Sports ethics 101

bildeJune 3, 2013 – While the Phillies abysmal play has me seeing red, and I don’t mean of the pinstripe variety, should I be happy that they took the last game of the series off a Milwaukee team with the second worst record in the National League?

I’m not even going to argue that Saturday afternoon’s game may have been a win if not for the terrible blown call by the umpire who called Kyle Kendrick out at second after the Brewer’s Jean Segura clearly dropped the ball. At least not for winning the game, because at that point it didn’t matter. There were too many reasons prior to that situation that cost the Phillies this series.

I promised to swear off of the team and baseball, but what I discovered over the past few weeks is that ignorance is not bliss. Occasionally, when I check the score or dare to watch an inning, I still want to see the Phillies ahead, though I am often disappointed.

Enough about poor play; I planned to write about the ethics of the game – if they apply to sports at all – and the blown call in the ninth inning on Saturday. Not only did the ball roll away from Segura, which immediately meant that Kendrick returned successfully and safely to second base, but the Milwaukee second baseman picked up the ball after it rolled away and then back to him, and lifted it to show to the umpire that he had it all along. Is that an ethical play?

Perhaps any baseball player would have done the same, yet still it is cheating.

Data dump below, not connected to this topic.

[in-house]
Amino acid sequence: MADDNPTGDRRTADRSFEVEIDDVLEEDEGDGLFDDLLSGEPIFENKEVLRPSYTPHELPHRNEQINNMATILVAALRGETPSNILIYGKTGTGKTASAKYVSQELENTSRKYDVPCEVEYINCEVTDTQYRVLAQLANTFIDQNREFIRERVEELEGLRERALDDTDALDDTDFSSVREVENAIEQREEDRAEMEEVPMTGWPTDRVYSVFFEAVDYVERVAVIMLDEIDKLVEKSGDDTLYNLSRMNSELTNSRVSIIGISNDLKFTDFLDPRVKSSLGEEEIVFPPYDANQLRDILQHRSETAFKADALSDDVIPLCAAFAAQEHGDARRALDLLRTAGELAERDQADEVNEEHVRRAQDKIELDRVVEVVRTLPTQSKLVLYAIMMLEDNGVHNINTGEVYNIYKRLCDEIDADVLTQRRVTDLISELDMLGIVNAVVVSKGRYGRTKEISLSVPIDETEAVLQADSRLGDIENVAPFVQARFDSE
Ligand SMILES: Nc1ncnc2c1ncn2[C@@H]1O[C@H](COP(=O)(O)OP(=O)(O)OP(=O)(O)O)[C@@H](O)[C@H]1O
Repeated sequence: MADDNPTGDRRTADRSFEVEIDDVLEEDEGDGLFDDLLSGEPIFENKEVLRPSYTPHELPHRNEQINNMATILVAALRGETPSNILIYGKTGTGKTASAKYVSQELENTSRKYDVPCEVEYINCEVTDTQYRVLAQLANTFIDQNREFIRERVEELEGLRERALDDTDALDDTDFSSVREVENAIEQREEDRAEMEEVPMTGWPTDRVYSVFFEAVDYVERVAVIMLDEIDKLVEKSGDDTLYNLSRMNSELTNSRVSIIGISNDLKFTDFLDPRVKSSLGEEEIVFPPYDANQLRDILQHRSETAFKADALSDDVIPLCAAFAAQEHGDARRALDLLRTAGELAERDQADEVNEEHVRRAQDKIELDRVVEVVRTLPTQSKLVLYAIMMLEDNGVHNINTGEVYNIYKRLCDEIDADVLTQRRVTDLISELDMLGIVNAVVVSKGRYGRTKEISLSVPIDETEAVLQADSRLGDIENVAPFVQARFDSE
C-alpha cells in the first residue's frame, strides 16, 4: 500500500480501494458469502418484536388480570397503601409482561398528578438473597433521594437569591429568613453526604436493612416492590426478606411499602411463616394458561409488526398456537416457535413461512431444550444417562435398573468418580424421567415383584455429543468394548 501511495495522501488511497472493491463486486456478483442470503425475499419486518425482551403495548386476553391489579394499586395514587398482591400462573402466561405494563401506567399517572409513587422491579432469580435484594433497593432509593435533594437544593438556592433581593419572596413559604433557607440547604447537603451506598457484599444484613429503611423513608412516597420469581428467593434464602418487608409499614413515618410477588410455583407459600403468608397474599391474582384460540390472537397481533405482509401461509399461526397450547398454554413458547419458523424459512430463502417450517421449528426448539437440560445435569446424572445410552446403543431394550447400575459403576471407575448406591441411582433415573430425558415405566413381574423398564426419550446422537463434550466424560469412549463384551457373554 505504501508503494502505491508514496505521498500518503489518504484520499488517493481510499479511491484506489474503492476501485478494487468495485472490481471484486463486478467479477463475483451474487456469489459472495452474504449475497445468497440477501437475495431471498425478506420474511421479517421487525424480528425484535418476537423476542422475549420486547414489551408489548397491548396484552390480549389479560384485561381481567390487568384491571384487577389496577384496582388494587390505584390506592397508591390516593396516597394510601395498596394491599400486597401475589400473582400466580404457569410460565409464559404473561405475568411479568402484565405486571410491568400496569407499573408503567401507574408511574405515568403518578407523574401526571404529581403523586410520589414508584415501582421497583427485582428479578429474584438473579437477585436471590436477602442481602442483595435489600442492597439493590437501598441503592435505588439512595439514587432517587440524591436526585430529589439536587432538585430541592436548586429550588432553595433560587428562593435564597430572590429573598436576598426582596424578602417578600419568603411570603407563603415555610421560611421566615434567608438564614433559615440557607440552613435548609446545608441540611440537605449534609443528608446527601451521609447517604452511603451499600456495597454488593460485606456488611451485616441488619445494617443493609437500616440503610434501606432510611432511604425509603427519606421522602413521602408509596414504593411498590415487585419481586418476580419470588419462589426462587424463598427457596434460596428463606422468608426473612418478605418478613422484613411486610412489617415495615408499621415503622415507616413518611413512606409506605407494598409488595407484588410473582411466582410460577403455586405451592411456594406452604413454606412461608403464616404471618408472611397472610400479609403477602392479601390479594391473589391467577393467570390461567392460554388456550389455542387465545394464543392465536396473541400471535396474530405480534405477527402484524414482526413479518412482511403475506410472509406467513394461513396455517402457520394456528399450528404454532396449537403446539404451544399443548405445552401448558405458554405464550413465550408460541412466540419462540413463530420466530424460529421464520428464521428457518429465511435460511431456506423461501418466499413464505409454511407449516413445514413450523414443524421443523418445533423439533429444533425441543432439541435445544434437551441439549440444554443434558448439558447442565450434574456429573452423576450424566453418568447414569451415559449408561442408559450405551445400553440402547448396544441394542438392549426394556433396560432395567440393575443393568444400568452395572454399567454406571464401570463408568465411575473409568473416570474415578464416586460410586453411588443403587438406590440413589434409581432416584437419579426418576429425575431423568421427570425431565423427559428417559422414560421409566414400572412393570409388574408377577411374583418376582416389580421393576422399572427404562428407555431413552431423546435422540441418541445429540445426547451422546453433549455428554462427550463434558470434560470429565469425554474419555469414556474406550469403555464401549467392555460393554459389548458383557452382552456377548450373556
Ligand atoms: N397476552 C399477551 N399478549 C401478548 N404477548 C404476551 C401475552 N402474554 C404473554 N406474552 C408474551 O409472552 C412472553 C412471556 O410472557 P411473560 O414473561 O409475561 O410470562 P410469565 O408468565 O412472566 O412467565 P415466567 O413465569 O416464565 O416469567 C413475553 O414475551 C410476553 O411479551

The umpire came clean after the game and admitted he blew the call. That’s fine; and I’m sure one game in the Phillies’ dreadful season isn’t going to matter much. Suppose, however, that this game was the deciding factor in a World Series. Would it still be OK? And would a team want to win that way and possibly have an asterisk next to that game forever?

In the ethical sense, this may be considered a small issue, but where to we draw the line? It also begs the question, should there be instant replay at baseball games?

Here’s something else to consider. Now that the umpire admitted his mistake and baseball fans everywhere have seen the replay, does Segura come off as a cheater, or is it just no big deal?

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2 thoughts on “Sports ethics 101

  1. I don’t think it was unethical of the second baseball to grab the ball and show it to the umpire. For one thing, that was just a reflex in the heat of the moment. But I also believe that trying to get the call that works for your team is part of the game. At any rate, the Phillies stink and the Nats aren’t much better.

    • I know you’re probably right. During double plays it’s ok if players miss tagging second base before throwing to first, and part of the strategy of the game sometimes depends on taking one for the team, or has pitchers throwing at batters. I still think this is a very fine line though…he knew it rolled away, and it could have been a reflex, but it still struck me as very wrong.

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